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A fun and interesting academic survey opens much needed discussion about remanufacture and extensive refurbishment.
Refurbishment is more than just a business for both me and for Techbuyer. Finding better solutions to used hardware is something we support as much as we can, not only in our sector, but in others too. At Techbuyer we support research into more sustainable solutions for IT waste with industry studies, legislation and academic research. Recently, we had an invitation from Mostafa Sabbaghi, Visiting Assistant Professor at Penn State Smeal College of Business, to take part in a study looking at how managers might make remanufacturing decisions.
The study is fun and engaging. The ten minute questionnaire looks at margins gained and lost when hypothetically buying, remanufacturing, and selling used technology: from grade A products that are expensive but require little work… to lower quality items with a cheaper purchase price that would be expensive to restore to factory conditions.
The case study was mobile phones: the most common and visible form of e-waste. With new models coming out every year, some studies are suggesting there will soon be more of these devices on the planet than there are people. The cost of this to our resources is high; mobile phones contain a variety of critical raw materials and precious metals. Mobile phones are concrete examples of how the ongoing digital revolution is at risk of being curtailed by its own success: the resources they rely upon are running out. Choosing this ubiquitous form of e-waste as the case study is a great way of engaging people in the idea of prolonging the life of electronics and seeing how this would work at scale.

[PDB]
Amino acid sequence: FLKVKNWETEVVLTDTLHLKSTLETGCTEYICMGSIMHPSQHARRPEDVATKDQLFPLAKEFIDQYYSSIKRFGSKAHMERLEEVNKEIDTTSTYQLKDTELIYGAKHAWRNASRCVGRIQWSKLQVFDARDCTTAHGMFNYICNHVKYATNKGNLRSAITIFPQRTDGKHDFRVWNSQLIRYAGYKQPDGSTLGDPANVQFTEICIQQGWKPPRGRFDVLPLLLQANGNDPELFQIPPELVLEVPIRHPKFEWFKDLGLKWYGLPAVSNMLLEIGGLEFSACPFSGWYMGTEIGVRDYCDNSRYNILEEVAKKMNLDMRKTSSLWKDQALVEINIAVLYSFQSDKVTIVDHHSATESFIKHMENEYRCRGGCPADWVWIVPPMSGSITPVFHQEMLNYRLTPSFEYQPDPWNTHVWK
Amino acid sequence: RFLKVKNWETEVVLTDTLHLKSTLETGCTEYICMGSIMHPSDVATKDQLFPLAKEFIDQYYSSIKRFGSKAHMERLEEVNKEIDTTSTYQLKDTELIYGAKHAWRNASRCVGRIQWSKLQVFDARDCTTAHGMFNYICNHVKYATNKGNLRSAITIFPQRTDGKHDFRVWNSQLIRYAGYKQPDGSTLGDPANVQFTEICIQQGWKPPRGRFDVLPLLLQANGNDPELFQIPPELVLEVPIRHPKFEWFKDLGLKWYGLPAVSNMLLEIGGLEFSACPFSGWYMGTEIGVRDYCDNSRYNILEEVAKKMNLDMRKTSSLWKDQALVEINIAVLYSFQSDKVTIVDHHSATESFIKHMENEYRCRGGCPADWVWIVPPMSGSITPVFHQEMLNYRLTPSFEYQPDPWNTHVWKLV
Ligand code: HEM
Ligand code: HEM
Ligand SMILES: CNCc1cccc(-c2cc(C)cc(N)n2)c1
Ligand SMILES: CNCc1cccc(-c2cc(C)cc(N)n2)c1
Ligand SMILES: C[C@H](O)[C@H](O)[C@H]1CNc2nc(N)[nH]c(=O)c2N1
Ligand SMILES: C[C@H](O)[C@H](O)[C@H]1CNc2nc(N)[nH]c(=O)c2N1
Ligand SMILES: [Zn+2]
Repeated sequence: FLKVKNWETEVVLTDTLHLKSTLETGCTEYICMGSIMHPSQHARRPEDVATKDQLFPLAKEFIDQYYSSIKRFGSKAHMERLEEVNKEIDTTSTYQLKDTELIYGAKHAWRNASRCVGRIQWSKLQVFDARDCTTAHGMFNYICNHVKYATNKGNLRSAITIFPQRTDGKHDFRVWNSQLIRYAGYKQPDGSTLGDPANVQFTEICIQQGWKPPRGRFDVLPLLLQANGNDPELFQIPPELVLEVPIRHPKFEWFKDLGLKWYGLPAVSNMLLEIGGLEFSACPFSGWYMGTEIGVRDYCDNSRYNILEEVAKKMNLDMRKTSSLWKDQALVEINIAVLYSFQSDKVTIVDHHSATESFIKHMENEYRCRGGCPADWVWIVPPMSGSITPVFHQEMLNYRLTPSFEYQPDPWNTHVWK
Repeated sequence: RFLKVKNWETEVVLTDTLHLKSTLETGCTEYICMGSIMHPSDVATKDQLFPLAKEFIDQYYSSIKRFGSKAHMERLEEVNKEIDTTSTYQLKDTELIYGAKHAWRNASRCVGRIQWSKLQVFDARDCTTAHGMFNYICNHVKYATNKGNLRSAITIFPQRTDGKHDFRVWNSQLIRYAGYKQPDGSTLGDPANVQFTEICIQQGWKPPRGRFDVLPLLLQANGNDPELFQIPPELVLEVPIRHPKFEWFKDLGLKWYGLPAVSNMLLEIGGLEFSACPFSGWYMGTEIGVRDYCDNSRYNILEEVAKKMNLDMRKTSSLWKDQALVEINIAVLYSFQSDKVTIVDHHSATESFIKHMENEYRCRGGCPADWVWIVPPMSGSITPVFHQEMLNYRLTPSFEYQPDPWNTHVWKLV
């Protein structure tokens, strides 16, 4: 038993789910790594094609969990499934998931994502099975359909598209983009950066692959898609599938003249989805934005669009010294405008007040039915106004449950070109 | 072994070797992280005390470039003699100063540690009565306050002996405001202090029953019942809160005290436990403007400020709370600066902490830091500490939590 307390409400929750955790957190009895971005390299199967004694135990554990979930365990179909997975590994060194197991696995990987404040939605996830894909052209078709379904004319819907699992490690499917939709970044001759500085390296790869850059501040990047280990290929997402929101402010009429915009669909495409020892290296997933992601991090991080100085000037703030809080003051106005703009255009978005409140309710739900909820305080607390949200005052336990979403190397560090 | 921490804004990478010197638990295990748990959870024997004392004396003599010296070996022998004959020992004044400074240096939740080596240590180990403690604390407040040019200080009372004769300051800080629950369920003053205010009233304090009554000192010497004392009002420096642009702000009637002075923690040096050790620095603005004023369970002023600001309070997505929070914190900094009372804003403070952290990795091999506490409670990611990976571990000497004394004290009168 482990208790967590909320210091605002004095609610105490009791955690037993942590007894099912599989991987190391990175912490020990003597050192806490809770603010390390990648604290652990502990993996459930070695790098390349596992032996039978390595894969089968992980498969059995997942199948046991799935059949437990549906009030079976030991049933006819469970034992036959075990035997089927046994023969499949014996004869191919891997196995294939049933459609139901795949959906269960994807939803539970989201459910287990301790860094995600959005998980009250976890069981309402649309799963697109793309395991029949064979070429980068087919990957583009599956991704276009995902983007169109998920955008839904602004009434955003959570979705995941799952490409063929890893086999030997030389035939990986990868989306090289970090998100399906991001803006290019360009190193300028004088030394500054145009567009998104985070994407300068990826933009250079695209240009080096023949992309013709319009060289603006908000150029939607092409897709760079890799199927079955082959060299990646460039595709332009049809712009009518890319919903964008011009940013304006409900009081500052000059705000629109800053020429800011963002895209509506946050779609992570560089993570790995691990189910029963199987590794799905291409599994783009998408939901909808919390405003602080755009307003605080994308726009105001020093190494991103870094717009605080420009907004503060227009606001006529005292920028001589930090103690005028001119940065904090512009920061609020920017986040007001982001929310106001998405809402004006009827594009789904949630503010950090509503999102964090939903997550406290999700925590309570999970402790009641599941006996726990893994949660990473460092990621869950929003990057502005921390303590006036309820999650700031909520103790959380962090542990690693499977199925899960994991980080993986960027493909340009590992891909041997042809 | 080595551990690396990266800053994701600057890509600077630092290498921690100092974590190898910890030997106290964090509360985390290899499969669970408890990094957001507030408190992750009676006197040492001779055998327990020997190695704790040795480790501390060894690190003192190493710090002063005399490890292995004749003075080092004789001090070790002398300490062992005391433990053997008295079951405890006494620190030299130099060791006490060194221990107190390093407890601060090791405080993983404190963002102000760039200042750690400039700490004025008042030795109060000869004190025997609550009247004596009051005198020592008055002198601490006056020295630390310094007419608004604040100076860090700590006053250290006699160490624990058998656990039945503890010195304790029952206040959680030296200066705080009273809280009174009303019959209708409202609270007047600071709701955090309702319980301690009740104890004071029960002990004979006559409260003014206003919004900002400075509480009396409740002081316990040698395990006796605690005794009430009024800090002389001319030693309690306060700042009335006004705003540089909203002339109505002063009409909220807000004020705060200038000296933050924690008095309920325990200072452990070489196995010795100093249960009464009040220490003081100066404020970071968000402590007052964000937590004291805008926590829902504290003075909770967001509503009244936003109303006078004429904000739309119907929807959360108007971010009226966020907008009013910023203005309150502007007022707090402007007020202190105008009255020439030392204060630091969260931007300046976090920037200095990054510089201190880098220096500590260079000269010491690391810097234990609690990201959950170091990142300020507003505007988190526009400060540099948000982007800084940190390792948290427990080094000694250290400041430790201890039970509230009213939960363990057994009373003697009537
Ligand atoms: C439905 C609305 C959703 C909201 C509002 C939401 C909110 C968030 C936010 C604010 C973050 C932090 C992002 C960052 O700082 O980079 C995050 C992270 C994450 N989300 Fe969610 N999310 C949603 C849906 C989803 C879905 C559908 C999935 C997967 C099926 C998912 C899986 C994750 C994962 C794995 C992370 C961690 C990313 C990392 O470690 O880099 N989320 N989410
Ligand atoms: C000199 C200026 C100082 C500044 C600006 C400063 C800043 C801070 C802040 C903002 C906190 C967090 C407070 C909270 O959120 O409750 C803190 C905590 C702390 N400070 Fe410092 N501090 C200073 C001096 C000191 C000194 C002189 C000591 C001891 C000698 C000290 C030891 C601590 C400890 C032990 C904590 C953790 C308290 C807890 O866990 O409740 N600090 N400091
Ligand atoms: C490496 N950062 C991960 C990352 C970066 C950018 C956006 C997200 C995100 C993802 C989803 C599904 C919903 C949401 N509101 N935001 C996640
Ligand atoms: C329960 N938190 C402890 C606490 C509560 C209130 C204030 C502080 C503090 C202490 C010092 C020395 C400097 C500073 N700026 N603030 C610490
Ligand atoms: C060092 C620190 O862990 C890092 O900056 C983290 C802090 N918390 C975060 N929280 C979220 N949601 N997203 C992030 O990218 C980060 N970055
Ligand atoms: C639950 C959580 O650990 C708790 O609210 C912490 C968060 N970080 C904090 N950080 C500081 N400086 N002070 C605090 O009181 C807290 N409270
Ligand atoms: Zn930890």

Whilst filling out the questionnaire, one of the things I was thinking was that Techbuyer’s buying decisions differ to the format shown in the survey. If we buy equipment that cannot be sold as it is for whatever reason, then we break it down to component level and recover what we can. Our solution puts these parts back into the global economy as spares and upgrades rather than disregarding them as the survey suggested.
Supplier relationships are also important to us. Rather than “buying blind” we have a good view on the quality – and saleability - of incoming products that is based on long term experience with different vendors. If we have more faith in one supplier of a certain grade of goods, then this will influence our buying decisions over a less established supplier. This means that we control the quality of our incoming product in the initial stages by establishing the right professional relationships rather than waiting for a view at testing stage.
We also have a longer-term view of the market than that shown in the questionnaire. Secondary market “stock exchanges” have grown up over the years. They make it possible for us to monitor global buying and selling prices, and to see the current trends on full systems and component parts (whilst tracking our own real time stock levels throughout the buying, refurbishment and selling process). Ours is fast becoming an established sector that relies on the latest technology and trusted partnerships with customers and suppliers.
Try your hand at the survey! It’s an innovative way of furthering the discussion on remanufacture, refurbishment and reuse; and a bit of fun for those who want to take part! As an IT refurbishment specialist, it was really interesting to see how remanufacturing and extensive refurbishment are seen from the outside.
For those of our network that have experience to share, the link to the survey is here: